A Call Option is a standardized tradable contract that gives the owner the right to buy a particular underlying asset at a specified date in the future at a pre-determined price. See also Option, Put Option and Option Premium.
A settlement method used in certain future and option contracts where, upon expiration or exercise, the buyer does not receive the underlying commodity but the associated cash position. For buyers not wishing to take actual possession of the underlying physical commodity, cash settlement is sometimes a more convenient method of transacting business.
|Central Counterparty (CCP)||
An entity that interposes itself between the counterparties to trades, acting as the buyer to every seller and the seller to every buyer.
Certificates track the performance of an underlying asset, often with a leverage effect (those without leverage being defined “investment certificates”). They provide the investor the opportunity to spread risk with moderate capital and administration costs, thus making possible the investment in foreign or largely diversified assets.
The process of matching, registering and guaranteeing transactions.
The price of a share or security at the end of a day's stock market trading.
The fee charged by an investment advisor or broker for buying or selling securities as an agent on behalf of a client.
|Common Stock (Share)||
Securities that represent part ownership in a company and generally carry voting privileges. Common shareholders may be paid dividends, but only after preferred shareholders are paid. Common shareholders are last in line after creditors, debt holders and preferred shareholders to claim any of a company's assets in the event of liquidation. See also Preferred Stock.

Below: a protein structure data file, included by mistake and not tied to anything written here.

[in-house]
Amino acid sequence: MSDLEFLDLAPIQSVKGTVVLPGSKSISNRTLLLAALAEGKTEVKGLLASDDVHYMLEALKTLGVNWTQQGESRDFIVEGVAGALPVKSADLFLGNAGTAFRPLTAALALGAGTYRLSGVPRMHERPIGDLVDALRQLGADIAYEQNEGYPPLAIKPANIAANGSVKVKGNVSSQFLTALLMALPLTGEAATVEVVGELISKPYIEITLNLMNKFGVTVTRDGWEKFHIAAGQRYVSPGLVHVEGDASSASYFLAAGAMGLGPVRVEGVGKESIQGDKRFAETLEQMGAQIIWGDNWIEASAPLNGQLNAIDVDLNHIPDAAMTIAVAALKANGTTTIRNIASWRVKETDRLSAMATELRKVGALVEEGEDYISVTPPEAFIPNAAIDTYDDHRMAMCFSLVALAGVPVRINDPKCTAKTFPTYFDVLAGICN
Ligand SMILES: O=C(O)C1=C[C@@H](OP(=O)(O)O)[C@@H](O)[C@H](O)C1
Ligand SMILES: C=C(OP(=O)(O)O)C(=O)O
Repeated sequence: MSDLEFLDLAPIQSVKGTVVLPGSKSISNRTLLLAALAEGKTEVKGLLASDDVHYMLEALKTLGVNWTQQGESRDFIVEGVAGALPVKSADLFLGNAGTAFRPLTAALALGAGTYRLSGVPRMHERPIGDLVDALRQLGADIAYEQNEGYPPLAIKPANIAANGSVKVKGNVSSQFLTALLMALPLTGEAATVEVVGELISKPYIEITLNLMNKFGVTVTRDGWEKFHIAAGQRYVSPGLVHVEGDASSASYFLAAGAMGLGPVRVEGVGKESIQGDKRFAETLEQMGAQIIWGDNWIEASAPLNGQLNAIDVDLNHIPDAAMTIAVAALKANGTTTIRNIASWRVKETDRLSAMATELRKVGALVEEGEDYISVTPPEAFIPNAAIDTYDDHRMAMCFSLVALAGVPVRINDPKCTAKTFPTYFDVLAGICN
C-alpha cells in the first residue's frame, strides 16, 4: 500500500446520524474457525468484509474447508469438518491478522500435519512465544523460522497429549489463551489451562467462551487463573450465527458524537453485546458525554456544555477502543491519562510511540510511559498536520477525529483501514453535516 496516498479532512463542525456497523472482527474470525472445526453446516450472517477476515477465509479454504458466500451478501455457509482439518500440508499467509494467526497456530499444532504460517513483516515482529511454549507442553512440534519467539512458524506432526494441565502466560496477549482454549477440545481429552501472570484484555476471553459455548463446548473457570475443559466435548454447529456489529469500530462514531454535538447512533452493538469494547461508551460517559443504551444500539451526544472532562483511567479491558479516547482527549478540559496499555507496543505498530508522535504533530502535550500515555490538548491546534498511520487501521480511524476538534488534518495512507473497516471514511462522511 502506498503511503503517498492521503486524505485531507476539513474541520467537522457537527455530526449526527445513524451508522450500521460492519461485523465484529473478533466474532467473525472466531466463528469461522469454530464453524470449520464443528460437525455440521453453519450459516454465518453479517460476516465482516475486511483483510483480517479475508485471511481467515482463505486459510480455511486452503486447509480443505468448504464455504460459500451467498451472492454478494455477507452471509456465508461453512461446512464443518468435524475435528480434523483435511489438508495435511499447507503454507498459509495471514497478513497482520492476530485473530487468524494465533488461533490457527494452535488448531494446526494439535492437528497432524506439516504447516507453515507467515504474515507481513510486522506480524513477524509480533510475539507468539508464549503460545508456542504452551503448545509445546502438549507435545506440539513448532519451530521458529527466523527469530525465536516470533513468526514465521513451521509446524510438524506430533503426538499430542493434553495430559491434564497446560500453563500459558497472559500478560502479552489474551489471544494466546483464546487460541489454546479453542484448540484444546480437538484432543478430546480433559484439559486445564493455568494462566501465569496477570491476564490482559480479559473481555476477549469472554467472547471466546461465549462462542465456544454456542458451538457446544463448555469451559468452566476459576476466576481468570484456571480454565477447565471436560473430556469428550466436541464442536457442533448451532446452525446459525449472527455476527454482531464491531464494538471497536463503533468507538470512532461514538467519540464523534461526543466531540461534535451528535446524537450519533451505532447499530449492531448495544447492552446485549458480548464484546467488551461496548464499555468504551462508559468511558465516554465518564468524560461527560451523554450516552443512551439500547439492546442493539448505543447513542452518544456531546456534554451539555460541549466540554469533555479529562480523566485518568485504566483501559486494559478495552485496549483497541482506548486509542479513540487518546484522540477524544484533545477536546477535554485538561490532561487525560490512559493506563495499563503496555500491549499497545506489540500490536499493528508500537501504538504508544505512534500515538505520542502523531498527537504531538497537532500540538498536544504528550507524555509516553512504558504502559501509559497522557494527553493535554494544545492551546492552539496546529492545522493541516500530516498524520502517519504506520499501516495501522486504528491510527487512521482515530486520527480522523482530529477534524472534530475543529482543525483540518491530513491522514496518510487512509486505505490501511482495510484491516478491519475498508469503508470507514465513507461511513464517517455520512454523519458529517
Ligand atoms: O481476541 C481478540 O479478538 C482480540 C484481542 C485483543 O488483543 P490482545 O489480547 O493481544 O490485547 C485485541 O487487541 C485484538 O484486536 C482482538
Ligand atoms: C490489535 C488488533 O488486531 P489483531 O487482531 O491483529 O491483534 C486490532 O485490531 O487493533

A convertible bond confers a temporary right to exchange the bond for a predefined number of equity securities, e.g. shares. A holder who exercises the conversion right is no longer a creditor (i.e. provider of debt capital) but instead becomes a shareholder (i.e. provider of equity capital). If the conversion right is not exercised, the convertible bond behaves just like a normal bond. Due to the possibility to convert the bond into equity rights (which represents added value for investors), the interest rate on convertible bonds is mostly somewhat lower than on normal bonds.
This is a regular payment received by the bondholder over the lifetime of the bond. The coupon rate is expressed as a percentage of the face value of the bond.
Covered warrants incorporate an option to buy or sell other financial instruments; according to their features, may be distinguished between plain vanilla (underlying represented by a single product) and structured/exotic (more complex products whose underlying is represented by a basket of products, and/or incorporating combinations of call and/or put and/or exotic options). The underlying assets can be represented by equities, bonds, indices, currencies and commodities. In most cases covered warrants lead to a cash settlement, without the physical delivery of the underlying financial instruments.
The transaction was effected as an agency cross or a riskless principle trade between two member firms at the same price and on the same terms.
Cum means 'with'. Shares quoted cum dividend entitle the buyer to the current dividend. The price of the shares will usually reflect the amount of the dividend. Similarly, shares 'cum rights' entitle the buyer to participate in the new issue of shares. See also Ex dividend.
A bank, financial institution or organisation which keeps the physical scrips or other assets on behalf of an individual or corporate clients. Also performs other financial duties such as settlement of transactions and handling corporate actions in relation to the custody of those scrips.
An order that expires at the end of the day.